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Django 1.8 Tutorial - 5.1 Alternative Authentication (Make Your Own)

I was hoping to get into Allauth, or maybe that and some more UX tweaks, but ended up hitting some walls. We're trying to implement an authenticator that works with an external service, but it's more complex than expected. (I won't be posting it here.)

To get to the point where I could even write parts of the authenticator, I needed to teach myself how to write authenticators. So, here are two authenticators. Both are a little odd, but I think the code is short enough that it won't be confusing.

If it gets confusing because I'm using a couple libraries - study the libraries. If you're not already familiar with subprocess and requests, plan to spend a few more hours to learn those great libraries. It's worth the effort.

The two authenticators are auth_command and auth_proxy_http. Auth_command executes an external command, and allows the login if it passes. Auth_proxy_http makes a request to another URL; the URL must be set up to accept an HTTP-Authorization username and password. If it returns a status code of 200 to 299, it's considered authorized.

To make auth_command, you use

./manage.py startapp auth_command

Then, in that directory, create this command in the file "command":


#! /usr/bin/python
"""
  Usage: command username password
  Returns 0 on success, 1 on failure.
"""
import sys

passwd = {
    'paul': 'password',
}

try:
    username = sys.argv[1]
    password = sys.argv[2]
except:
    sys.exit(1)

try:
    if passwd[username] == password:
        sys.exit(0)
    else:
        sys.exit(1)
except Exception as e:
    sys.exit(1)

This is a simple unix command that checks the passwd dictionary to look up a password.

Then, make a file, auth.py:


from django.contrib.auth.models import User
import subprocess, inspect, os


class AuthCommandBackend(object):
    def authenticate(self, username=None, password=None):
        try:
            command = os.path.dirname(inspect.getfile(
                inspect.currentframe()))
            command = '%s/command' % (command,)
            # print 'running command %s' % (command,)
            # run the command
            exitcode = subprocess.call(
                [command, username, password])
            if exitcode == 1:
                return None
        except:
            return None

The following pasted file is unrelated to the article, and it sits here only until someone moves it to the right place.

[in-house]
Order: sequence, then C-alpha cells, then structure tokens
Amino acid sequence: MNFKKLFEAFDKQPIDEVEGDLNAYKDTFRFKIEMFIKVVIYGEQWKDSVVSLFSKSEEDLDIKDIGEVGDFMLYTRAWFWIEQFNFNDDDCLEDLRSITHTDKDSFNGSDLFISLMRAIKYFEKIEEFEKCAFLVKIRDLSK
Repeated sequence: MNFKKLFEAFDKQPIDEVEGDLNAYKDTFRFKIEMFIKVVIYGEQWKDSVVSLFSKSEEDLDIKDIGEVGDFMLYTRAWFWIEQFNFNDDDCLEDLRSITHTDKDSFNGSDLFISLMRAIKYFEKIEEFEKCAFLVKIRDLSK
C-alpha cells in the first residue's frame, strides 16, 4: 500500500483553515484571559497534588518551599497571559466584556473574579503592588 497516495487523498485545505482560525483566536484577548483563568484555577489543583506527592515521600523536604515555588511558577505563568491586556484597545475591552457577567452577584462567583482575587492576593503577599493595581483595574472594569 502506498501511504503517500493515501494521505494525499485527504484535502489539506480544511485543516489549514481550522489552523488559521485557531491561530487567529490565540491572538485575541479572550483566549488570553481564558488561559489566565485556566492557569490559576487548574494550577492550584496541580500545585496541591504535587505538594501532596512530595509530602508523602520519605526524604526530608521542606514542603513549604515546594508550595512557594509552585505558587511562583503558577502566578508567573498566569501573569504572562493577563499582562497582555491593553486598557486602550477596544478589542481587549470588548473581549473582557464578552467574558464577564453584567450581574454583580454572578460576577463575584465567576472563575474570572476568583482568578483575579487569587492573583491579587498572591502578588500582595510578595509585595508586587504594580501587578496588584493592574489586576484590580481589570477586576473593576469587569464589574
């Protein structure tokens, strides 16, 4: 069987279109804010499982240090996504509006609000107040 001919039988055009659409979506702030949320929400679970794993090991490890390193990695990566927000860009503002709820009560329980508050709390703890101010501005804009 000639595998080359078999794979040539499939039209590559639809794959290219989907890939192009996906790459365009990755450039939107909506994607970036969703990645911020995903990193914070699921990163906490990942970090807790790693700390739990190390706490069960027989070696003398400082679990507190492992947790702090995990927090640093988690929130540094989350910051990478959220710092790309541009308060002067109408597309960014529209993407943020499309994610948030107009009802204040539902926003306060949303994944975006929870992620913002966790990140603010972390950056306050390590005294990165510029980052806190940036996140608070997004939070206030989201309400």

user, created = User.objects.get_or_create(username=username)
        if (created):
            user.set_password(password)
        return user

    def get_user(self, user_id):
        try:
            return User.objects.get(pk=user_id)
        except User.DoesNotExist:
            return None

It checks that the command accepts the username and password. If it doesn't it returns None. Otherwise, it proceeds to try and get a Django user with the same username, creating it if it doesn't exist.

It also sets the password. This means that future logins are performed against the User, not this other command. If you want the command to always verify the password, don't set a password on the created model. Then, the login for the User will always fail, and fall back to using the command. (Think about this a bit before deciding what to do.)

To use this authentication app, you add the auth module to the AUTHENTICATION_BACKENDS in the settings:


AUTHENTICATION_BACKENDS = (
    'django.contrib.auth.backends.ModelBackend', # default
    'auth_command.auth.AuthCommandBackend',
)

Once this is done, you can try to log into the comment section with the username "paul" and the password "password".

Auth_proxy_http is a similar authentication, but uses the network.

It uses the Requests library, so install it with:

pip install requests

Do a

./manage.py startapp auth_proxy_http

then create auth.py:


from django.contrib.auth.models import User
import requests


class AuthProxyHttpBackend(object):
    url = 'http://localhost/protected/'

    def authenticate(self, username=None, password=None):
        try:
            r = requests.get(self.url, auth=(username, password))
            if r.status_code < 200 or r.status_code >= 300:
                return None
        except:
            return None

        user, created = User.objects.get_or_create(username=username)
        if (created):
            user.set_password(password)
        return user

    def get_user(self, user_id):
        try:
            return User.objects.get(pk=user_id)
        except User.DoesNotExist:
            return None

Set the URL to whatever you want. We should really check a global for a URL value, and then add some notes about overriding this class to specify a different URL.

The code is similar to the command authenticator, except it checks http://localhost/protected/, which, presumably, is protected with a password in the HTTP-Auth style. This is the classic .htaccess file technique.

You would create a file in the website's /protected/ directory called .htaccess, with this content:


AuthType Basic
AuthName "restricted area"
AuthUserFile /home/johnk/Sites/riceball/htpasswd
require valid-user

Then, you create the file specified in AuthUserFile, like this:

htpasswd -c /home/johnk/Sites/riceball/htpasswd test

Then enter the password.

Then, add to your settings:


AUTHENTICATION_BACKENDS = (
    'django.contrib.auth.backends.ModelBackend', # default
    'auth_command.auth.AuthProxyHttpBackend',
)

Now, logins to your Django app will be checked against that URL. If you add someone to the htpasswd, they'll also gain access to the Django site.

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